Page:Black's Law Dictionary (Second Edition).djvu/212

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son of his intoxication. Moran v. Goodwin, 130 Mass. 153, 30 .\m. Rep. 4-13; Bnlxcr v. Pope, 2 Hun (N. Y.) 556; Hendmgton v. Smith, 113 Iowa, 107, 84 N. W. 9&3.

CIVIL LAW. The "I’.oman Law" and the "Civil Law" are convertibie phrases, meaning the same system of jurisprudence; it 15 now frequently denominated the "Roman Civil Law."

The word "civil," as applisd to the inws ln force In Louisiana. before the adoption of the Civil c, is not used in contradlstlnction to the word "crlniinal." but must be restricted to the Roman inn". ]t is used in controdistinciion to the laws of En-giund and those of the respective states. Jennison v. Warmack, 5 La '

I. The system of jurisprudence held and administered in the Roman empire, partic- uiarly as set forth ID the compilntion of Justinian and his successors,—cnmprising the institutes, Code, Digest, and Noveis, and collectlreiy denominated the "Corpus Juris Gio- ('lis,"—as distinguished from the common law of England aud the canon law.

2. That rule of action which every particular nation. commonwealth, or city has estahiished pecnllariy for itself; more properiy called “munlcipnl" law, to distinguish it from the "law of nature," and from international law.

The law which a people enacts is called the “civil law" of that people, but thnt law which natural reason appoints for all mankind is called the "law of nations," because all nations use it. Bowyer, Mod. Civil Law, 19.

3. That division of municipal law which is occupied with the exposition and enforce.» meut of civil rights, as distinguished from orinzinal law.

CIVIL LIST. In English public law. An annual sum granted by parilainent, at the commencement of each reign, for the expense of the royal househoid and establishment, as distinguished from the general exigencies of the state, bfling a provision made for the crown out of the taxes in lleu of Its proper patrimony, and in consideration of the assignment of that patrimony to the pnhiic use. 2 Steph. Comm. 591; 1 Bl. Comm. 332.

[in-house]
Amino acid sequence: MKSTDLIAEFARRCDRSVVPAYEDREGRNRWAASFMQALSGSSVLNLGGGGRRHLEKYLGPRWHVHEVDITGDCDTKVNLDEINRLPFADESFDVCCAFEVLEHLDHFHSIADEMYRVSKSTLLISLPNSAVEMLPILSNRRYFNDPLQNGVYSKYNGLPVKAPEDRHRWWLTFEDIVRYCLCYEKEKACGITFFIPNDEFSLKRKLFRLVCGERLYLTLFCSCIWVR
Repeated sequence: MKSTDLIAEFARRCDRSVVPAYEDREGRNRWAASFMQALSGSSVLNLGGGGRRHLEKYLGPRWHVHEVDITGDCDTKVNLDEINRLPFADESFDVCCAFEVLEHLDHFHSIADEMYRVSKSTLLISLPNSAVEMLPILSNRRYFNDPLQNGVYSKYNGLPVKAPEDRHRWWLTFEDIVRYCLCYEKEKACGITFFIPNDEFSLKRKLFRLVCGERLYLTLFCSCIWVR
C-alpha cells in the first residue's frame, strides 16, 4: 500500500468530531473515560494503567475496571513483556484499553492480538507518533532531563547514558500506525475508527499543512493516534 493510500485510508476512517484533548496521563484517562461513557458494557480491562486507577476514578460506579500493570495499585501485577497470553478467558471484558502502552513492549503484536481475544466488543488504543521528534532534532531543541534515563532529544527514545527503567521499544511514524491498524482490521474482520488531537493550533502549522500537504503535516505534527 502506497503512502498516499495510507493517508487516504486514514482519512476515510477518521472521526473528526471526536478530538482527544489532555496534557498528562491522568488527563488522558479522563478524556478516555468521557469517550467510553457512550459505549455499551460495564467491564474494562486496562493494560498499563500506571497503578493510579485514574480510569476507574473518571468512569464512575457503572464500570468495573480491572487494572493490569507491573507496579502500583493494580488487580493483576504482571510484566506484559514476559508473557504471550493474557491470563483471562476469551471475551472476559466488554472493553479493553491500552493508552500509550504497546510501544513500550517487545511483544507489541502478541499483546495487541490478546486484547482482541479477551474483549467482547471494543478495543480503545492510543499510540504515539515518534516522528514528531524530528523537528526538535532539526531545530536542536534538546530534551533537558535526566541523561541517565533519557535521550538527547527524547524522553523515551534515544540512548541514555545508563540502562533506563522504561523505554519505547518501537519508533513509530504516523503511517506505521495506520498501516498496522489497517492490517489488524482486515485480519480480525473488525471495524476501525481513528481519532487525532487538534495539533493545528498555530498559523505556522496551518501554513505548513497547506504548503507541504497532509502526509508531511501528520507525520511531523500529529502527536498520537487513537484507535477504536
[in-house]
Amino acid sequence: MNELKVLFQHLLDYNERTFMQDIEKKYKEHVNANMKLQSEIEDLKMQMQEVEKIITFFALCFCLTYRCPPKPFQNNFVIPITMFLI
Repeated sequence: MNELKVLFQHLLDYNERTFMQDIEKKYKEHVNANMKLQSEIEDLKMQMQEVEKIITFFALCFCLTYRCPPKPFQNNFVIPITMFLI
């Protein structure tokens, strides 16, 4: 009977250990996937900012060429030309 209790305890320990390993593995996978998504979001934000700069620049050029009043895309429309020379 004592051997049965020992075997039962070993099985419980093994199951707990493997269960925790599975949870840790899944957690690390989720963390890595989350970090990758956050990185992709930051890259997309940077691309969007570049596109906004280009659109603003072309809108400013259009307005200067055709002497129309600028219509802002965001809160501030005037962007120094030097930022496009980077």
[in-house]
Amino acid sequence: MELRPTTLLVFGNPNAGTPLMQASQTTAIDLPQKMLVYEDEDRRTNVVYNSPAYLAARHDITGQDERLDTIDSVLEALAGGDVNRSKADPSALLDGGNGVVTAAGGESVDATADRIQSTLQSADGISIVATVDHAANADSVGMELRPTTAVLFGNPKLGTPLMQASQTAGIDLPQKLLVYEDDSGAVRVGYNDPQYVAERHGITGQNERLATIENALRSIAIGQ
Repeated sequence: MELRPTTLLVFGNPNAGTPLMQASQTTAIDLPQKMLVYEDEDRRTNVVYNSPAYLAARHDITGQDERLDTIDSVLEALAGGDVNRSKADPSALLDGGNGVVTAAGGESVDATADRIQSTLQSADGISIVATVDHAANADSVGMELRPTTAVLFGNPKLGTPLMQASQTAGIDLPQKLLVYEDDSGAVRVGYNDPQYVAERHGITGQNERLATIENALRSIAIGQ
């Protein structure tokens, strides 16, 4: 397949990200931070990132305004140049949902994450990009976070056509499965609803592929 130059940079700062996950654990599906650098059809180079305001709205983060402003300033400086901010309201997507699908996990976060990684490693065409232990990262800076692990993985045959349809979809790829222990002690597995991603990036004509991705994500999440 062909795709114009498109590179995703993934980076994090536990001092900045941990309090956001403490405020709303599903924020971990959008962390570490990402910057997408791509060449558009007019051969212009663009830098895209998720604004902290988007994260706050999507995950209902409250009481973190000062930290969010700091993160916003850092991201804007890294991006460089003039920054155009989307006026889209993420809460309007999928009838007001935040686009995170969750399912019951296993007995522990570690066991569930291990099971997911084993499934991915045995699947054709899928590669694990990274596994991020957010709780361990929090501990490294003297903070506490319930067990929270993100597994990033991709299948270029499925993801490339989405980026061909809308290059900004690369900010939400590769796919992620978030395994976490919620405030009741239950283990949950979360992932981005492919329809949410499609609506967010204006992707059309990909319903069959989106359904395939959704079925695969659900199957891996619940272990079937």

CIVIL SERVICE. This term properly includes all functions under the government, excspt miiltary functions. In general it is confined to functions in the great administrative departments of state See Hope V. New Orieans. 106 La. 345, 30 South. 842; People v. Cram. 29 Misc. Rep‘ 3'59. 6] N. Y. Supp. 853

Gl'Vl2l'..IAN. One who is skilled or versed in the civil law. A doctor, professor, or stu- dent of the civil law. Also a nrivnte clti7en, an distinguished from such us belong to the army and navy or (in England) the church.



CIVILIS. Lat. Civil, as distinguished from crin.n'.unl. Cimlis actio, a civil action Bruct. foi. 101b.

CIVILISTA. In old English law. A civil lawyer, or clvilian. Dyer, 207.

CIVILITER. Clviily. in a person's civil character or position, or by civil (nut crimi- nni) process or procedure. This term is and in distinction or opposition to the wuul "crfm€n.tLl€te1',"—cri1ninally,—tu dxstinguk! civil actions from criminal prosecuilons. —Civi.liter mortuus. Civilly (load; dead In the view of the law. The condition of one ullo

5: lost his ci\ii rights and capacities, and is accounted dead in law.

CIVILIZATION. In practice. A law: on not of justice, or judgment which renders a criminal process civil; performed by turning an information into an inquest, or the contrary. Wharton.

In public law. This is a term which covers several states of society; It is relative, and has not :1 fixed sense, but It impiies an improved and progressive condition or the people, living under an organized government, wlth systematized labor. Lndivlduui ownership of the soil. individual accumulations of property, humane and somewhat cultivated manners and customs, the Institution of the family, with and respected domestic and sociai relations. Institutions of learning, inteiiectuni activity, etc Roche v. Washington, 19 Ind. 56. 81 Am. Dec. 376.

CIVIS. Lat. In the Roman law. A citi- zen; ns distinxruished from inoolo, (an inh£\l)itant;) origin or birth constituting the former. domicile the iatter. Code. 10, 40, 1. And see U. S v. Pdiodes. 27 Fed. Cas. 733.

CIVITAS. Lnt. In the Roman law, Any body of people iivlng under the some laws; :1 state. his cizvitatis, the law of a state; civil law. Inst. I. 2, 1. 2. C'1'vilntcs fcederatce, towns in alliance with Home, and considered to be free. Buti. Hor. Jul‘. 29.

Citizenship: one of the three status, conditions, or qualifications of persons. Muc- keld. Rom. Law, 5 131.

Civ*ita.I at 111-11: in hon diiferunt, quad ineoiaa dicuntur civitas, nx-ha vero complectitur aadificia. Co. Lltt. 409. A city and a town differ, in this: that the Inhabit- ants nre coiled the “ciI.'y," but town inciudes the buildings.

CLAIM, v. To demand as one's own; to assert a personal right to any propelty or any right; to demand the pos‘ ion or en- joyment of something rightfnily one's own. and Wrongfuily withheld. I-lili v. Henry, 60

N. J. Eq. 150, 57 Atl. 555.